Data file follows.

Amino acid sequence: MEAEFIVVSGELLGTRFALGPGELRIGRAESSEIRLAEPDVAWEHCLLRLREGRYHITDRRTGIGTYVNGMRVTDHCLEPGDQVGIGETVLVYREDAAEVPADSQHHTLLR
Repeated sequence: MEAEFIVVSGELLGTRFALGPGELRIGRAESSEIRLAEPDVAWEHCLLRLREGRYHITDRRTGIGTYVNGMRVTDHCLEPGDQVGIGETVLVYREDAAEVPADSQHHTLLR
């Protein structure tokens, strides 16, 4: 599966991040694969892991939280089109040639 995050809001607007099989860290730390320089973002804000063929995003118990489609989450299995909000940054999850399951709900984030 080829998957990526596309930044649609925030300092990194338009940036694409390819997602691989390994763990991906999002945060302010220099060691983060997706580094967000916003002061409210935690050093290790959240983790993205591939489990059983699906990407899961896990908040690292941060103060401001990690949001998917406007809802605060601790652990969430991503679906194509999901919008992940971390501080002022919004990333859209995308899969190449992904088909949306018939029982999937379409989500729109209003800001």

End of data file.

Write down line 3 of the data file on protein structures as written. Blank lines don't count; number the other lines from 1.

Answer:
């Protein structure tokens, strides 16, 4: 599966991040694969892991939280089109040639 995050809001607007099989860290730390320089973002804000063929995003118990489609989450299995909000940054999850399951709900984030 080829998957990526596309930044649609925030300092990194338009940036694409390819997602691989390994763990991906999002945060302010220099060691983060997706580094967000916003002061409210935690050093290790959240983790993205591939489990059983699906990407899961896990908040690292941060103060401001990690949001998917406007809802605060601790652990969430991503679906194509999901919008992940971390501080002022919004990333859209995308899969190449992904088909949306018939029982999937379409989500729109209003800001």